«DitePlease tell me the truth about love / Some say that love is a child / and some say that it is a bird / some say that it makes the world go round / and others that it is just nonsense. ” Only a madman could think of answering the poet’s question, and that for centuries, long before WH Auden translated it into memorable verses, philosophers, writers, artists, ladies and gentlemen have been asking themselves.
That mad, reckless, reckless is Giuseppe Di Piazza; and I admire him for his courage and also for the result, which, to be on the subject, I could define as seductive. But you must know – I know it because I have known him for some time – that the author took a risk because he had three arrows in his pseudo-cupid bow, capable of making the arduous task a little easier.
The first is that, while being a journalist, a profession burdened by his prosaicity, Di Piazza is a novelist. That is, he knows how to tell stories of the only kind that have appealed to the public since the dawn of time, stories of life and love and passion and betrayal, and he has often done so in his successful novels but also in his photographic art, surprising and happy. expression of a multifaceted quality of narrator. A book that was therefore intended to be an “essay”, becomes instead a “novel”, a genre definitely more suited to the theme: the story of two thirty-year-olds, Lucas and Margherita, who meet, attract each other, take each other, fall in love, live together, reject each other, leave each other, for a while they abstain and recover and who knows what else (the story, it seems to understand in the final apostille-letter that I do not reveal, is still ongoing).
The second arrow to the author’s bow lies in his experience on the subject. You can see that he understands love. That he reflected on it almost every moment of his life. Which is the incandescent matter of his being. Marital love, first of all, of the most beautiful and profound kind (in my humble opinion). He himself concludes by admitting the inspiration received from the “love of Roberta, my wife”, to whom the book is dedicated: “Our story resembles, given due proportions, to that of the protagonists”, but in the end “it led us to build that amazing building which is life together ». Then the love for the woman in itself, understood both as the archetype of the other from the male who is the mystery and the reward of every union, and as single and concrete women, admired and obviously listened to, because of their loving way of feeling the author shows full awareness in his narrative gait (one could even speak of a “feminine writing”, in style and approach).
Di Piazza’s third arrow lies in the humility with which he faces the enormous breadth of what has already been said on the subject. Starting from the title, which presents a treatise on «L’arte di non to love “(in the bookstore from Thursday 11 February for HarperCollins): an intelligent way to take the argument sideways, or behind, relying on Ovid to paraphrase, and thus renouncing from the start any presumption or affectation of originality. Indeed, one of the best qualities of the book lies precisely in the fact that the author deliberately raises himself on the shoulders of giants, presenting us with an anthology of thought about love as his story unfolds. We can thus look a little further with him, and scrutinize the fate of this feeling in an era that none of those giants could ever have imagined, no matter how many traps they tend to love, and how many “chicanes” they scatter on the road of lovers.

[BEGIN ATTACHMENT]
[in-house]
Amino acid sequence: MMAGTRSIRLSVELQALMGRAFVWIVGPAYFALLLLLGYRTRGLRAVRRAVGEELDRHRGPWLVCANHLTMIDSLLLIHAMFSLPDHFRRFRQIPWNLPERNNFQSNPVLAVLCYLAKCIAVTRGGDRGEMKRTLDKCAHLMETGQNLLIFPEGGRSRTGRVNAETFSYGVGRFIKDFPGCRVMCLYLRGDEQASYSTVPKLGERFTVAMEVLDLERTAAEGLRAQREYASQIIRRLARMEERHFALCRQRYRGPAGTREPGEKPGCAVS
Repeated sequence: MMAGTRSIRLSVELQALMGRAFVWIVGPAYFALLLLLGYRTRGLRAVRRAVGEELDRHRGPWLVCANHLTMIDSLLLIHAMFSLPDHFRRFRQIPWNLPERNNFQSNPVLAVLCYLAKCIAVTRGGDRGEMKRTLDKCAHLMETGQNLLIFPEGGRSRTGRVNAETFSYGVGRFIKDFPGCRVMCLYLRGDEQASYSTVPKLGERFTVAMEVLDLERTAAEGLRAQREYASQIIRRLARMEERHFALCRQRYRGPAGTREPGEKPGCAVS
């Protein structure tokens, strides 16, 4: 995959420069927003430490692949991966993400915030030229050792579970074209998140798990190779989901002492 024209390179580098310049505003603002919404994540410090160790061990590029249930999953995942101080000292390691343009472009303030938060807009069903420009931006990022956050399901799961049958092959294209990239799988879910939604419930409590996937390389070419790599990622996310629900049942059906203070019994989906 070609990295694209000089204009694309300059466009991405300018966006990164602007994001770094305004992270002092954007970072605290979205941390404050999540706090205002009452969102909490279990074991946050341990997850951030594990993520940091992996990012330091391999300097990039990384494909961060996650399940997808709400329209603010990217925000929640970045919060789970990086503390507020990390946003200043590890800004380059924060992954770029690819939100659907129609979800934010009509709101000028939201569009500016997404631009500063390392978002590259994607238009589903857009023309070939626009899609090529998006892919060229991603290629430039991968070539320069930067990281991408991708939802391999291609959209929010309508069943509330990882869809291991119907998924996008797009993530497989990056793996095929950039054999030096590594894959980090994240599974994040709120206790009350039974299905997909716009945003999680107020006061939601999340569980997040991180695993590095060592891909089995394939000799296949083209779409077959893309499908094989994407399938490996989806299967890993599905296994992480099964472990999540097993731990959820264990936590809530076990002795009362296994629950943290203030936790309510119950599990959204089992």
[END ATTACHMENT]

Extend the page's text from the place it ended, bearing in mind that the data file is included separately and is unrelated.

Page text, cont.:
Love in the time of social media, the romantic improbability of places of the meeting in our post-modern cities, the minimalist domestic geometries where the “flying trapezium” of the first sexual exchange is located, the “distance techniques” that we adopt the following morning in the etiquette of messaging, “Don’t show up and don’t call / talk about everything so as not to talk about love / be afraid of falling in love too much”, because in short, as read on Twitter, “if after the first kiss the prince charming had said oh well, but we’re not together, we would have spared ourselves a lot of complications growing up “, and then” that parasite called jealousy “, and finally the discovery that” little is what is good for lovers / more is what harms; / let them take into account a lot of pain “. The events of all time, yet so different each time, and it took a singer like Di Piazza to update the list of classics on the subject.
Ps: reading suggestion, accompany it with the soundtrack of Dance me to the end of love, by Leonard Cohen, to savor «the unspoken that belongs to every Dionysian dance».
February 10, 2021 (change February 10, 2021 | 21:51)